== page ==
September is always a month of high hopes and expectations in the school calendar.
Heralding the start of a new year, we welcome new and old pupils, new staff members and new leaders.
It is always a feel-good time of year, as we go again with the next group of children, as children move up a year and take on the next opportunities and as we recommit ourselves to helping each of them achieve and experience the very best that we can imagine.
It is impossible to do that without pausing and reflecting a little on the last 18 months while hoping for a more consistent year ahead.
We know there will be positive Covid-19 cases and our schools are all prepared for a Plan B, and maybe C or D, should cases rise – either in their particular school or across the area or country.
And while the first few days for our secondary schools saw a return to Covid testing inside their buildings, we are now just delighted to be focusing on education in the classroom.
We welcome more than 2,000 children and young people and around 200 staff who started in our schools at the beginning of the new term and we wish our new school leaders all the best for their new roles.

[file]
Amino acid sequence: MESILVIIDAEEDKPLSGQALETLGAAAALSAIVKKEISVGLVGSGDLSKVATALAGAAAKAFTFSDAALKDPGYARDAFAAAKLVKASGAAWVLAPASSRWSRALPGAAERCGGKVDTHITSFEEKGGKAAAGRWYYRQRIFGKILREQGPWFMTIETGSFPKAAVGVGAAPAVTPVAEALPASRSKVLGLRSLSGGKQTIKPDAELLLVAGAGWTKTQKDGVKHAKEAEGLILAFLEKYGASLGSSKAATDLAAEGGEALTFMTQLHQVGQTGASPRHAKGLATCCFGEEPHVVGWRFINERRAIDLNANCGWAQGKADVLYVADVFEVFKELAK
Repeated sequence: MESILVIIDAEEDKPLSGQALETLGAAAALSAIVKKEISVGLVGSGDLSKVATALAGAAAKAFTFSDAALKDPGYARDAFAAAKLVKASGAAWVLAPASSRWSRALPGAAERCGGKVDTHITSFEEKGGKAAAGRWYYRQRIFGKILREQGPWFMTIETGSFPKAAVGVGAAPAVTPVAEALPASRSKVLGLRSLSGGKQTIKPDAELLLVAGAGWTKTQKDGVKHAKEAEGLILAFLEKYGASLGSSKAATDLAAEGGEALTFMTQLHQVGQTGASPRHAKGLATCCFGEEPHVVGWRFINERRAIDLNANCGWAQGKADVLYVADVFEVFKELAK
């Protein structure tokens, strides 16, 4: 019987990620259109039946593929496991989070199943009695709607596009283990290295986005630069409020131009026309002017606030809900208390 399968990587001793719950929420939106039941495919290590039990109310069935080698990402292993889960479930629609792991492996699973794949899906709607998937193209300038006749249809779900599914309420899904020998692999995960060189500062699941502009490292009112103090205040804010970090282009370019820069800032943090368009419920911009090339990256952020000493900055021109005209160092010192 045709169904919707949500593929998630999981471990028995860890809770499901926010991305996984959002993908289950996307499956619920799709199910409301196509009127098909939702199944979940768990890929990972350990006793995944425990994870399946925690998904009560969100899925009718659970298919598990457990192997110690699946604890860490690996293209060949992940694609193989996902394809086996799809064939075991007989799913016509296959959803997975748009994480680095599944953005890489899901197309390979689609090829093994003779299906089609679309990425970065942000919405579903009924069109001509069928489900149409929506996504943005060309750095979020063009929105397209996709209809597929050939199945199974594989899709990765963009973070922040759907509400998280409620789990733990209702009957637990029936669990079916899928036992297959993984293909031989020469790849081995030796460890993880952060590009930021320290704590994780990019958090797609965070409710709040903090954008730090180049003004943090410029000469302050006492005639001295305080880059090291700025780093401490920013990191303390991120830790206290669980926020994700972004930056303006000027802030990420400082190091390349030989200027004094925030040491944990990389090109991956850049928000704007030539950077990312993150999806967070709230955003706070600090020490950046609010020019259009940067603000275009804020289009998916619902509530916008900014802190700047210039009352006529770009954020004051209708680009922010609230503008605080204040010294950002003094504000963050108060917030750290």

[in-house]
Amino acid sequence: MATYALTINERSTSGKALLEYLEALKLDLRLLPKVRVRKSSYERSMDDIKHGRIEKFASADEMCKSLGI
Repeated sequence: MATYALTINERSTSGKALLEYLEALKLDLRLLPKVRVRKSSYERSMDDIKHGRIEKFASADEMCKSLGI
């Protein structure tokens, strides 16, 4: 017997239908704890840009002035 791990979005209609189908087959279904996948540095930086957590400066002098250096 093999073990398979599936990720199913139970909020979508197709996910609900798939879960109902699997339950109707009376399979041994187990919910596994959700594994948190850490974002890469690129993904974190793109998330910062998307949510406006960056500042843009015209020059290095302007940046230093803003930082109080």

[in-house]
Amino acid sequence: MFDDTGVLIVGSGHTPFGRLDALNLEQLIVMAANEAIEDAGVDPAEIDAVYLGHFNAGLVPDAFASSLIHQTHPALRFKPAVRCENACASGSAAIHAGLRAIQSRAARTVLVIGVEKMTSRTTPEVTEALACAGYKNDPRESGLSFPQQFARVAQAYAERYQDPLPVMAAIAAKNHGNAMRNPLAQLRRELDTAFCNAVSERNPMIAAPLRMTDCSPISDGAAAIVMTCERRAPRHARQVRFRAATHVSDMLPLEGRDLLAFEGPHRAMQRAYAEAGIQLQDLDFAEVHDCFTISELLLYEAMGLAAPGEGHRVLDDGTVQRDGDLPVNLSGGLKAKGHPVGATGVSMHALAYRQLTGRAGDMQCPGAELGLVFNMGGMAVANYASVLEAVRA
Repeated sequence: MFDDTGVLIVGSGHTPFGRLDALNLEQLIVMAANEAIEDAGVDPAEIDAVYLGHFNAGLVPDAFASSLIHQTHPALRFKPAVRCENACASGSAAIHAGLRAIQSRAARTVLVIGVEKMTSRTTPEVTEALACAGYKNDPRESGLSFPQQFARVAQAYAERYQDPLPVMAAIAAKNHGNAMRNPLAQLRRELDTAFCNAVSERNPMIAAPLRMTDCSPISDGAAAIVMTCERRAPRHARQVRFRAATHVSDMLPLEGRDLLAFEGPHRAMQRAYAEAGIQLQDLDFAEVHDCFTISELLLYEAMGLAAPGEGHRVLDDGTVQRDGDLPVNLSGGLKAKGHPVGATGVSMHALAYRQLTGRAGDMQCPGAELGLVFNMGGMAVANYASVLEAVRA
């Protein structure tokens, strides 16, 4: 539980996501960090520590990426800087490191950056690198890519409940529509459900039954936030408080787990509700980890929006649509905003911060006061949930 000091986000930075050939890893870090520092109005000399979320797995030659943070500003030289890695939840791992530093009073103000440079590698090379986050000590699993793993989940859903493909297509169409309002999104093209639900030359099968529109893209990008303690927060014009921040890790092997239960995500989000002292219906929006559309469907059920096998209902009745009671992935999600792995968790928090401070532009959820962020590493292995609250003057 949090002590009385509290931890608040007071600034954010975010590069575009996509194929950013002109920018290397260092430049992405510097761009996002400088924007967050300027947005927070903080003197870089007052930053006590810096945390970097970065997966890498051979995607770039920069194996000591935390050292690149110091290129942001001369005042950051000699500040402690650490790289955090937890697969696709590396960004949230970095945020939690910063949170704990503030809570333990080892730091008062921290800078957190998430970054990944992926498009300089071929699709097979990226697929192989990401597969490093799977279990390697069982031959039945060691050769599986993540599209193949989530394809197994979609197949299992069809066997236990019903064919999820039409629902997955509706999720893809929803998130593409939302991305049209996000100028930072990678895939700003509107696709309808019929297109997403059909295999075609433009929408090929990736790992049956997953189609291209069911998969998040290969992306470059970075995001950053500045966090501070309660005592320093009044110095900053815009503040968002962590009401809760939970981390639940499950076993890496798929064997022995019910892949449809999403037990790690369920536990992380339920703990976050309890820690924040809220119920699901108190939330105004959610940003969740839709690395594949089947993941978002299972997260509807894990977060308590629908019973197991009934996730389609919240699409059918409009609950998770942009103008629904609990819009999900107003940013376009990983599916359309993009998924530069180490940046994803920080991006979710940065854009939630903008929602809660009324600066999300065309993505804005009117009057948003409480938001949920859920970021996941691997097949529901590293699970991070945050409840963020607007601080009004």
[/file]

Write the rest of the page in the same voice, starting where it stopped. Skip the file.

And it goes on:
As well as positivity for the months ahead, we have also started the new school year with lots of good news with a further acreditation for our tutoring programme, SP Tutors, and another 96 placements added to our KickStart programme.
Becky Poynter has been named a finalist in the National Governors’ Association awards for outstanding governance professional, as has our trust board for outstanding academy trust governance
This is a big year in many ways. There are big ambitions in many schools and we expect to have a major push on training for school ‘senior mental health leads’.
I think everyone, of every age, has suffered to some degree over the last 18 months. Whether it is the fears of the first lockdown unknown, health concerns, missing social interaction or struggling to study at home, this has been a particular tough time for our young people.
This week, we were pleased to welcome the television cameras to Castle Manor Academy in Haverhill where two students spoke eloquently, and candidly, on the issue of wellbeing as part of Youth Mental Health Day. Mental health must be pushed higher up the agenda and form a big part of our trust commitment and all our school’s curriculum.
I would like to wish all senior leaders, trust central team and board, staff, school governors and our students a very enjoyable school year ahead.
By Tim Coulson, Chief Executive, Unity Schools Partnership